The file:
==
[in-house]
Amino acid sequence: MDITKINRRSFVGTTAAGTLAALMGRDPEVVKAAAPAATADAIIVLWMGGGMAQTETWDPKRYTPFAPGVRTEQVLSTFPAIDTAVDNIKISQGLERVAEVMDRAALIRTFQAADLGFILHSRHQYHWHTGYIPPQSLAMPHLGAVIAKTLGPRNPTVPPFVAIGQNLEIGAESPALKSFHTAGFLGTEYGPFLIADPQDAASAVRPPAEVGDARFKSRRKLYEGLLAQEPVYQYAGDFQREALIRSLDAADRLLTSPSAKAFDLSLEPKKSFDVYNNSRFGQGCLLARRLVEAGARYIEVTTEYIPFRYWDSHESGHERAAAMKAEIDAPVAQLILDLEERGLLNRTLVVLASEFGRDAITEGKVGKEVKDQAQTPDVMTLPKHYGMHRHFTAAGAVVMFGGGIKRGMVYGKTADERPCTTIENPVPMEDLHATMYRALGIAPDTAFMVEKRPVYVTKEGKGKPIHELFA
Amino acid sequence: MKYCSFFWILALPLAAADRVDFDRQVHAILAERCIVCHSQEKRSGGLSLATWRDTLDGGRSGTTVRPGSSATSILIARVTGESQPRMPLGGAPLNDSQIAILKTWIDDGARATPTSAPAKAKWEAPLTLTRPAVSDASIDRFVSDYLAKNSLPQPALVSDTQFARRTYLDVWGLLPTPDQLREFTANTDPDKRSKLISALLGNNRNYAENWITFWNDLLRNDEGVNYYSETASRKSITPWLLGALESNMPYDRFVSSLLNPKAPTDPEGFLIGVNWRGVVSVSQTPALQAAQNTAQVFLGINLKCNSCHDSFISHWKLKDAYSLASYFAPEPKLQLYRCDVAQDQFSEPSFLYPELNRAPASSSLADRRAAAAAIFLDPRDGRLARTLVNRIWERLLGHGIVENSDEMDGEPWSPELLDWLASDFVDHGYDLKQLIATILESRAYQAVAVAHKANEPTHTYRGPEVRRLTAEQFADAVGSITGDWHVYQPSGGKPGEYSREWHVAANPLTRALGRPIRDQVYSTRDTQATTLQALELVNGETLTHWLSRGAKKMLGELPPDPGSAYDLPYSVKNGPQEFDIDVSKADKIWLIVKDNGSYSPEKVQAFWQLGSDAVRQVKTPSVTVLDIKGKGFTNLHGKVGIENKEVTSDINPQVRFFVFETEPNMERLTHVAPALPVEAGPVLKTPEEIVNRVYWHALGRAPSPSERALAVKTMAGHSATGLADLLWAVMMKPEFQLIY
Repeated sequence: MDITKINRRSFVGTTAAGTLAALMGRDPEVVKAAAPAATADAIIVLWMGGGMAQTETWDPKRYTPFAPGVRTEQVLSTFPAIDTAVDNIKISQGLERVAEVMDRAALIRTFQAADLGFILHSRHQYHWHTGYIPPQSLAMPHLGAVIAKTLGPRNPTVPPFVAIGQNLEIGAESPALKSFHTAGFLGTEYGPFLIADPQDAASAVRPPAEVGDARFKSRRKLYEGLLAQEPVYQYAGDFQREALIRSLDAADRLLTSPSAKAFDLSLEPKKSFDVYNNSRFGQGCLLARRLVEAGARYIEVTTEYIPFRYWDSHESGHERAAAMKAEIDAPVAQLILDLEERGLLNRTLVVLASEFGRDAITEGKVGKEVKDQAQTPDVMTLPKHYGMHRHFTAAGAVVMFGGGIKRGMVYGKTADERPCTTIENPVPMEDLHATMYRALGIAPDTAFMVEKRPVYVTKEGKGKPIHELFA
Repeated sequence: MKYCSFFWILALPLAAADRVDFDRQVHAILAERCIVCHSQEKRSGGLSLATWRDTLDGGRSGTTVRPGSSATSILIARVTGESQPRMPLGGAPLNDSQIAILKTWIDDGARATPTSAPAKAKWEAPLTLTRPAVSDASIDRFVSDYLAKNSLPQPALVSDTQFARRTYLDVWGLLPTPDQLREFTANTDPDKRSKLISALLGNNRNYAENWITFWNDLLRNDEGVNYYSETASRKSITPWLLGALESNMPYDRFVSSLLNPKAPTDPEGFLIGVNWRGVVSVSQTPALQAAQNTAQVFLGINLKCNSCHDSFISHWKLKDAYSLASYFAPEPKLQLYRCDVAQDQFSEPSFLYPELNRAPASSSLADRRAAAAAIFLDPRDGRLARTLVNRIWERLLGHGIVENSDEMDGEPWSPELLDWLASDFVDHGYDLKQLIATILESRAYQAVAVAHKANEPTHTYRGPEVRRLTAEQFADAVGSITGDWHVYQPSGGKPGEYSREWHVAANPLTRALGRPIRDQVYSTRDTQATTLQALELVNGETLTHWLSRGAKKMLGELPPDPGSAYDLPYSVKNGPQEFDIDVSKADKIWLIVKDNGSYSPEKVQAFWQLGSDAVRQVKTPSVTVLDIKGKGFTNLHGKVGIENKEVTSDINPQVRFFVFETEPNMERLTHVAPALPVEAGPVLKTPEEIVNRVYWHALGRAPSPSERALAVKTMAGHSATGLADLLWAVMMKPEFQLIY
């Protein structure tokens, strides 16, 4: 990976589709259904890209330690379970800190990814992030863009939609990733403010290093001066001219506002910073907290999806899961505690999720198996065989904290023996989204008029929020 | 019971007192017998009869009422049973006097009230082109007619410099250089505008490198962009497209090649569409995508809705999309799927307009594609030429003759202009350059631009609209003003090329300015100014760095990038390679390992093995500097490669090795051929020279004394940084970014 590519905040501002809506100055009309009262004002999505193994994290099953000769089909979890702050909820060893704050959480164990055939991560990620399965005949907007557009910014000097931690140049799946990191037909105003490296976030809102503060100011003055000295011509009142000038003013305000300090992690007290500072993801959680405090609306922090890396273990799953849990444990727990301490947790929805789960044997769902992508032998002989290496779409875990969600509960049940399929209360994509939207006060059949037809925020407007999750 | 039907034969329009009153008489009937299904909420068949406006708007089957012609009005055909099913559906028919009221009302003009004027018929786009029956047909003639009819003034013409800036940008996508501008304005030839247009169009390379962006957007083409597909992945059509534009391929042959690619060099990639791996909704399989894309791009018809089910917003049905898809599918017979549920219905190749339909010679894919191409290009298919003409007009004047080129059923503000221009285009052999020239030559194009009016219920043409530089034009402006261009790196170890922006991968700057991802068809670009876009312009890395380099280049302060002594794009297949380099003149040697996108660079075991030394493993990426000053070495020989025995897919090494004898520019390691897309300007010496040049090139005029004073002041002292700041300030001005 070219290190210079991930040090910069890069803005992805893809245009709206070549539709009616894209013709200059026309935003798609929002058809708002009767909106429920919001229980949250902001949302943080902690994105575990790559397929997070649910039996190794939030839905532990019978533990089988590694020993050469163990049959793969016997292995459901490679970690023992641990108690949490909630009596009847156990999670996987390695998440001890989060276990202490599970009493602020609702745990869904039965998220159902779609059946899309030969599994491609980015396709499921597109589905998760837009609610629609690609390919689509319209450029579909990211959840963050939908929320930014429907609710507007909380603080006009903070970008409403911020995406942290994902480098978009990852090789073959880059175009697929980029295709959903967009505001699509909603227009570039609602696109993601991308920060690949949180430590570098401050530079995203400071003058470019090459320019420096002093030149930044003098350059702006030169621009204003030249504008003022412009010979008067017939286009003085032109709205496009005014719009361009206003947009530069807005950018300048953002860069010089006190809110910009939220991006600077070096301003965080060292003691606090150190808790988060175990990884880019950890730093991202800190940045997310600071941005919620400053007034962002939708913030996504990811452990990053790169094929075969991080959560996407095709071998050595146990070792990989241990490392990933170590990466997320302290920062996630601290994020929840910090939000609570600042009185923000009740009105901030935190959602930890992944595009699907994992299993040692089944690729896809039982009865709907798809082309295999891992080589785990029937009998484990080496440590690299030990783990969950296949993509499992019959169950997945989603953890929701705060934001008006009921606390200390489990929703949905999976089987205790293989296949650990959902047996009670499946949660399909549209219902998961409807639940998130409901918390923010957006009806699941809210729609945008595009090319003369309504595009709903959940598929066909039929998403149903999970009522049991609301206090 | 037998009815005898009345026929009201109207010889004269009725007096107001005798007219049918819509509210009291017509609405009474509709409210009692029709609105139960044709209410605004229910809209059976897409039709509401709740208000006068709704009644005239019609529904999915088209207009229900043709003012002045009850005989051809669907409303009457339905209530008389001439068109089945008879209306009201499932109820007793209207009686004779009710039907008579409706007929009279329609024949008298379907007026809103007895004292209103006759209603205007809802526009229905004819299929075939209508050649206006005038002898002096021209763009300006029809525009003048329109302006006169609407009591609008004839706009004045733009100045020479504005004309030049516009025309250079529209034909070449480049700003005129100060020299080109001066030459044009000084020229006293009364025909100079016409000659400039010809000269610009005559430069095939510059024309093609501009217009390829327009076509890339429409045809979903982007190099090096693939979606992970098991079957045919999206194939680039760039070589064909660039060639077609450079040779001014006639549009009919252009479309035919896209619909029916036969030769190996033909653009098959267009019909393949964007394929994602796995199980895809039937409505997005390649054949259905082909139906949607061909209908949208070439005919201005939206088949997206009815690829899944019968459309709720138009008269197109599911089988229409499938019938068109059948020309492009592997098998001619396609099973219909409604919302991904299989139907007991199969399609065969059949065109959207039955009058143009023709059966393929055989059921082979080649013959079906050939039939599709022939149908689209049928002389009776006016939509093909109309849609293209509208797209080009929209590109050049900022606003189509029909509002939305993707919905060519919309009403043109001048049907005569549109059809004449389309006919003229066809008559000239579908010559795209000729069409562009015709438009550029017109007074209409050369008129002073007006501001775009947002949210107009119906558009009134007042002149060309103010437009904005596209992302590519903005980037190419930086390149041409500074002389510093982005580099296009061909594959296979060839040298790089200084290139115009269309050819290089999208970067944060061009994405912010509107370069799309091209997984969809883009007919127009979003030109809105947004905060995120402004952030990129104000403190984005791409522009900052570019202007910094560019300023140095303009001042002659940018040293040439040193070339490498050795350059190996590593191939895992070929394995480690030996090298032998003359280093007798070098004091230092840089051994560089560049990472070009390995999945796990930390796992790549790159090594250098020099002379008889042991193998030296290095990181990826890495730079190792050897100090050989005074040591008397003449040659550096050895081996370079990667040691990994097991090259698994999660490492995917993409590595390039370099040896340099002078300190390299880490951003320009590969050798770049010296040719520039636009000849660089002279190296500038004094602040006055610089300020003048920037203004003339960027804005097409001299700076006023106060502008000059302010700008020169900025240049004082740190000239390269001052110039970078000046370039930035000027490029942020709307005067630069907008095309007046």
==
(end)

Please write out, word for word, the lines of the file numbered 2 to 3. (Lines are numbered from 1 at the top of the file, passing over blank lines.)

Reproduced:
Amino acid sequence: MDITKINRRSFVGTTAAGTLAALMGRDPEVVKAAAPAATADAIIVLWMGGGMAQTETWDPKRYTPFAPGVRTEQVLSTFPAIDTAVDNIKISQGLERVAEVMDRAALIRTFQAADLGFILHSRHQYHWHTGYIPPQSLAMPHLGAVIAKTLGPRNPTVPPFVAIGQNLEIGAESPALKSFHTAGFLGTEYGPFLIADPQDAASAVRPPAEVGDARFKSRRKLYEGLLAQEPVYQYAGDFQREALIRSLDAADRLLTSPSAKAFDLSLEPKKSFDVYNNSRFGQGCLLARRLVEAGARYIEVTTEYIPFRYWDSHESGHERAAAMKAEIDAPVAQLILDLEERGLLNRTLVVLASEFGRDAITEGKVGKEVKDQAQTPDVMTLPKHYGMHRHFTAAGAVVMFGGGIKRGMVYGKTADERPCTTIENPVPMEDLHATMYRALGIAPDTAFMVEKRPVYVTKEGKGKPIHELFA
Amino acid sequence: MKYCSFFWILALPLAAADRVDFDRQVHAILAERCIVCHSQEKRSGGLSLATWRDTLDGGRSGTTVRPGSSATSILIARVTGESQPRMPLGGAPLNDSQIAILKTWIDDGARATPTSAPAKAKWEAPLTLTRPAVSDASIDRFVSDYLAKNSLPQPALVSDTQFARRTYLDVWGLLPTPDQLREFTANTDPDKRSKLISALLGNNRNYAENWITFWNDLLRNDEGVNYYSETASRKSITPWLLGALESNMPYDRFVSSLLNPKAPTDPEGFLIGVNWRGVVSVSQTPALQAAQNTAQVFLGINLKCNSCHDSFISHWKLKDAYSLASYFAPEPKLQLYRCDVAQDQFSEPSFLYPELNRAPASSSLADRRAAAAAIFLDPRDGRLARTLVNRIWERLLGHGIVENSDEMDGEPWSPELLDWLASDFVDHGYDLKQLIATILESRAYQAVAVAHKANEPTHTYRGPEVRRLTAEQFADAVGSITGDWHVYQPSGGKPGEYSREWHVAANPLTRALGRPIRDQVYSTRDTQATTLQALELVNGETLTHWLSRGAKKMLGELPPDPGSAYDLPYSVKNGPQEFDIDVSKADKIWLIVKDNGSYSPEKVQAFWQLGSDAVRQVKTPSVTVLDIKGKGFTNLHGKVGIENKEVTSDINPQVRFFVFETEPNMERLTHVAPALPVEAGPVLKTPEEIVNRVYWHALGRAPSPSERALAVKTMAGHSATGLADLLWAVMMKPEFQLIY